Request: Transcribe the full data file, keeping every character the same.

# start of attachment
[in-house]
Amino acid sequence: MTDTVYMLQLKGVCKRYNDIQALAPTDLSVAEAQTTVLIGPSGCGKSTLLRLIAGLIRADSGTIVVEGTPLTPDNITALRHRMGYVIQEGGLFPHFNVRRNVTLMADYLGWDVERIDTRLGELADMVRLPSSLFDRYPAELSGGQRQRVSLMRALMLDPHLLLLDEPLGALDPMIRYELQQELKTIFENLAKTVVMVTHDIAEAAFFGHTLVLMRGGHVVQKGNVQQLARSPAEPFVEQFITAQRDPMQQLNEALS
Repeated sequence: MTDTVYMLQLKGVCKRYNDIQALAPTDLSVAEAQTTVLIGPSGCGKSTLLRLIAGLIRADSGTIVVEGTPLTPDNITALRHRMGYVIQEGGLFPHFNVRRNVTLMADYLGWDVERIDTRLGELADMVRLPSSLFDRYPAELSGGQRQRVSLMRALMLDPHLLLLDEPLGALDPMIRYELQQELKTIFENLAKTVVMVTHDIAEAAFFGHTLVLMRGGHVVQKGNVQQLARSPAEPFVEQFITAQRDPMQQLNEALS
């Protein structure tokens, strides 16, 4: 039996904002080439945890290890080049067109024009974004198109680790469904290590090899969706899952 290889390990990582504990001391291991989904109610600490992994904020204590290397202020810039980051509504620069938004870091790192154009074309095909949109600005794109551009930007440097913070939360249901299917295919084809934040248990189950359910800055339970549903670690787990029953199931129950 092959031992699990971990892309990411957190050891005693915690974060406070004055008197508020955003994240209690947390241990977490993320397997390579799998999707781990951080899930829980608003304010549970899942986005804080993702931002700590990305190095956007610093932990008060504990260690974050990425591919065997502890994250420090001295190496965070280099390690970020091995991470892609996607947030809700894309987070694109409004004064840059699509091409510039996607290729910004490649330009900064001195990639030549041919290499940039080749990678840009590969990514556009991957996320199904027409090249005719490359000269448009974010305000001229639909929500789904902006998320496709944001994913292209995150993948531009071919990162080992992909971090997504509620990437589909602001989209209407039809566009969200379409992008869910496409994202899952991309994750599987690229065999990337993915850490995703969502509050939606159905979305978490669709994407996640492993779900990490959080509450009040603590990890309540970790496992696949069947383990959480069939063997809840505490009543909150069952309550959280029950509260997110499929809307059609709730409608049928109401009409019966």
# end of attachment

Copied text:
[in-house]
Amino acid sequence: MTDTVYMLQLKGVCKRYNDIQALAPTDLSVAEAQTTVLIGPSGCGKSTLLRLIAGLIRADSGTIVVEGTPLTPDNITALRHRMGYVIQEGGLFPHFNVRRNVTLMADYLGWDVERIDTRLGELADMVRLPSSLFDRYPAELSGGQRQRVSLMRALMLDPHLLLLDEPLGALDPMIRYELQQELKTIFENLAKTVVMVTHDIAEAAFFGHTLVLMRGGHVVQKGNVQQLARSPAEPFVEQFITAQRDPMQQLNEALS
Repeated sequence: MTDTVYMLQLKGVCKRYNDIQALAPTDLSVAEAQTTVLIGPSGCGKSTLLRLIAGLIRADSGTIVVEGTPLTPDNITALRHRMGYVIQEGGLFPHFNVRRNVTLMADYLGWDVERIDTRLGELADMVRLPSSLFDRYPAELSGGQRQRVSLMRALMLDPHLLLLDEPLGALDPMIRYELQQELKTIFENLAKTVVMVTHDIAEAAFFGHTLVLMRGGHVVQKGNVQQLARSPAEPFVEQFITAQRDPMQQLNEALS
């Protein structure tokens, strides 16, 4: 039996904002080439945890290890080049067109024009974004198109680790469904290590090899969706899952 290889390990990582504990001391291991989904109610600490992994904020204590290397202020810039980051509504620069938004870091790192154009074309095909949109600005794109551009930007440097913070939360249901299917295919084809934040248990189950359910800055339970549903670690787990029953199931129950 092959031992699990971990892309990411957190050891005693915690974060406070004055008197508020955003994240209690947390241990977490993320397997390579799998999707781990951080899930829980608003304010549970899942986005804080993702931002700590990305190095956007610093932990008060504990260690974050990425591919065997502890994250420090001295190496965070280099390690970020091995991470892609996607947030809700894309987070694109409004004064840059699509091409510039996607290729910004490649330009900064001195990639030549041919290499940039080749990678840009590969990514556009991957996320199904027409090249005719490359000269448009974010305000001229639909929500789904902006998320496709944001994913292209995150993948531009071919990162080992992909971090997504509620990437589909602001989209209407039809566009969200379409992008869910496409994202899952991309994750599987690229065999990337993915850490995703969502509050939606159905979305978490669709994407996640492993779900990490959080509450009040603590990890309540970790496992696949069947383990959480069939063997809840505490009543909150069952309550959280029950509260997110499929809307059609709730409608049928109401009409019966």